New York State’s Commercial Driver’s License Requirements

By Diana Filkins, Albany Government Law Review Class of 2011

On Saturday, March 12, a bus returning from the Mohegan Sun Casino in Connecticut flipped on its side on a busy highway in the Bronx.[1]  It continued to slide until it hit a metal traffic pole, at which point the top of the bus was severed.[2]  Fifteen people were killed while dozens of others were injured.[3]  The driver told authorities that he had to swerve after being hit by another vehicle, yet other passengers report that the driver had already swerved several times for no reason and had been driving erratically.[4]  Authorities investigated how much sleep the driver had the night before.[5]  In addition, the driver had been convicted of manslaughter and grand larceny in the past, as well as receiving a traffic ticket for driving without a license in 1995.[6]  Due to his traffic violations, his license was suspended and he should not have been driving the bus.[7]

On Monday, March 21, another bus, also originating in Chinatown in New York City, crashed in Philadelphia.[8]  The driver, who was not wearing his seat belt, and one passenger were killed while forty-one others were injured.[9]  There are reports that a tire on the bus blew out, but the cause of the crash has not yet been determined.[10]

In light of these tragedies, New York State is scrutinizing compliance checks with bus drivers by engaging in “spot checks” and other unannounced inspections of companies while Senator Chuck Schumer is calling for an audit of all “tour bus operators” in New York.[11]  The Cuomo administration states that it has already found violations and has halted the operation of several buses and drivers.[12]  However, even assuming that the drivers and buses were up to code and compliant with regulations, are New York’s laws regarding commercial licenses strict enough?

In New York, bus drivers must have a Commercial Driver’s License (CDL), either category A, B or C.  Furthermore, the license must specifically have the “Passenger” endorsement in order for the driver to operate a bus carrying fifteen or more passengers, excluding himself.[13]  It is federally mandated that each state establish minimum standards in order to receive a CDL.[14]  In New York, a candidate for a CDL must be a resident of the state and must be at least twenty-one years old in order to engage in interstate commerce, as is the issue here since the bus was driving from New York to Connecticut.[15]  The applicant must be able to converse in English, which includes the ability to read and understand road signs.[16]  Next, the applicant must be able to pass a road test as well as receive a medical certificate indicating that he or she is physically qualified to operate the vehicle.[17]  Physical fitness includes a range of categories including that there is no loss of limbs or impairment of dexterity in the hands, no current diagnosis of myocardial infarction or congestive cardiac failure, no history of respiratory dysfunction or high blood pressure that would impact the driver’s ability to operate a motor vehicle and no history of mental illness that would impair the driver’s ability to operate a motor vehicle.[18]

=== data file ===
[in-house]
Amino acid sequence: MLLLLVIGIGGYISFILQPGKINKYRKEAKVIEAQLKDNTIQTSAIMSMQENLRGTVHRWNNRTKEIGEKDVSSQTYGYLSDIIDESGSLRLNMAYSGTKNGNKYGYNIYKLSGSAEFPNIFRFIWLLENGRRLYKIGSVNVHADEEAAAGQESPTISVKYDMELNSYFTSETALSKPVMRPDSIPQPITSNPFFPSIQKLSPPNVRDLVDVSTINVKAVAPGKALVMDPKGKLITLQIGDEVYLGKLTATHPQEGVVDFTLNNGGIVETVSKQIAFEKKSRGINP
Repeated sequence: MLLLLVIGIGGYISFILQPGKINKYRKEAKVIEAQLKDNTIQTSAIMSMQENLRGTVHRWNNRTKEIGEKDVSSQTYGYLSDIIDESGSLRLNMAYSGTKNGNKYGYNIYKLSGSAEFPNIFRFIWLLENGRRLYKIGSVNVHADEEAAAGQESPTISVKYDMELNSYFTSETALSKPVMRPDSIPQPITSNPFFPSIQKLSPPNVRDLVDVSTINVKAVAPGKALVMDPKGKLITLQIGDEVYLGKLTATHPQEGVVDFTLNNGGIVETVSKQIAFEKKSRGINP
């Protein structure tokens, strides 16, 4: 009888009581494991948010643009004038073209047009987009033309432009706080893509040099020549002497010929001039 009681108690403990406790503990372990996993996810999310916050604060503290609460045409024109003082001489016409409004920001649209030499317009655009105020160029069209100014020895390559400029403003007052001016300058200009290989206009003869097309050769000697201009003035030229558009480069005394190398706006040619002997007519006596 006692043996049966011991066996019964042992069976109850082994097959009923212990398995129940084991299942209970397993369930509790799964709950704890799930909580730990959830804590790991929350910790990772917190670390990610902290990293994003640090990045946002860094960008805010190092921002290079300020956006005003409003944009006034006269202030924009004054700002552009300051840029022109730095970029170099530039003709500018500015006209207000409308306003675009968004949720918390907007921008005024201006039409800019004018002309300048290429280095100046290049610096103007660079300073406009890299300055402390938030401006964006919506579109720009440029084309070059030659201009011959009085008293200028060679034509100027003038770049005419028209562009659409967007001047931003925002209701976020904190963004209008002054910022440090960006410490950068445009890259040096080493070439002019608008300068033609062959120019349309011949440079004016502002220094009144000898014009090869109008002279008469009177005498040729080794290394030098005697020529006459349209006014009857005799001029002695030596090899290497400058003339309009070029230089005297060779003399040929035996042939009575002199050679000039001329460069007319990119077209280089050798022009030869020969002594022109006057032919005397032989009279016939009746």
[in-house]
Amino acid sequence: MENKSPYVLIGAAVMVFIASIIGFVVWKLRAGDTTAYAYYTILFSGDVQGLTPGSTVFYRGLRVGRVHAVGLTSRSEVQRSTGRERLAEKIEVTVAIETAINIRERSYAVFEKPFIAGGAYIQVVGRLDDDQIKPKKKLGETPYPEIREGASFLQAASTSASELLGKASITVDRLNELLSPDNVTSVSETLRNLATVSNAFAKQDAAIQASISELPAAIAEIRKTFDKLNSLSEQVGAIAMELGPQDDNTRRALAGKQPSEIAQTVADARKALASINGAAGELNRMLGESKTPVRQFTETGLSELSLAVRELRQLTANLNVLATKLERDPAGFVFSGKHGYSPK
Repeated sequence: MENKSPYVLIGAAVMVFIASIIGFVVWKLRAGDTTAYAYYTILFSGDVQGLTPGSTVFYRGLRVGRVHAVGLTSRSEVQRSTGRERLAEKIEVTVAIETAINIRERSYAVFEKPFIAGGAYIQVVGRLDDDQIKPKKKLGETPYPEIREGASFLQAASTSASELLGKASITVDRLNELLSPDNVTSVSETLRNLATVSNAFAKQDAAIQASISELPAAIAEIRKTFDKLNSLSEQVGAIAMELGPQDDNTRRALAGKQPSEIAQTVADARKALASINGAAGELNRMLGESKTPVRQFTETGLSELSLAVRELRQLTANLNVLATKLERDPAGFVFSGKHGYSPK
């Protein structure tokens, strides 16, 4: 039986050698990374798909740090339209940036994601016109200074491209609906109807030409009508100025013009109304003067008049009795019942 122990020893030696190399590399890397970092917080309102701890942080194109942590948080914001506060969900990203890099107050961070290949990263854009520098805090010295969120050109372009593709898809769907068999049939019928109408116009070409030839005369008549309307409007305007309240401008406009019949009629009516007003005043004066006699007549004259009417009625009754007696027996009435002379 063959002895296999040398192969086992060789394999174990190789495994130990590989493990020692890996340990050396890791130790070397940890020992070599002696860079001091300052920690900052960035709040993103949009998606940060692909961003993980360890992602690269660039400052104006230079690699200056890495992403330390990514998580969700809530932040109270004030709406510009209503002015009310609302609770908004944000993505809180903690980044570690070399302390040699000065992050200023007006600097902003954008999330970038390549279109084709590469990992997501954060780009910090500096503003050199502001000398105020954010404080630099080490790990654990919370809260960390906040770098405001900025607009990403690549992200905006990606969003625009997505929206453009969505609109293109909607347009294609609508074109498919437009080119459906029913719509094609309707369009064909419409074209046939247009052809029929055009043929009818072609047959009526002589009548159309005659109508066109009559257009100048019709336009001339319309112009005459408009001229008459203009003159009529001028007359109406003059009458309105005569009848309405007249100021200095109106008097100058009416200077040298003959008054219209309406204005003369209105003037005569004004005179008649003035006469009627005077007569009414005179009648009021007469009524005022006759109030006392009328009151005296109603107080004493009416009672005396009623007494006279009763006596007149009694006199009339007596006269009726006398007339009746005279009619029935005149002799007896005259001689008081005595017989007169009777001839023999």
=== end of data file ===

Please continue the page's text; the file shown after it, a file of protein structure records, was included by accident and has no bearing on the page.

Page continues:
A candidate must submit an application for employment which lists, among other things, the extent of the applicant’s experience with the operations of motor vehicles and any and all accidents that he has been in, in the past three years, as well as a statement explaining the revocation or suspension, if any, of his license at any time in his past.[19]  The employer himself must also undertake an independent investigation into the candidate.  The employer must determine that the candidate has a valid license, must make an effort to obtain copies of the applicant’s driving records from the authorities and must make a good faith attempt to contact any employers for which the candidate drove vehicles over the past three years.[20]  Furthermore, after hiring a driver, the company must obtain the driving records for the driver at least once every twelve months to ensure that the driver still meets the minimum requirements in order to operate the commercial vehicle.[21]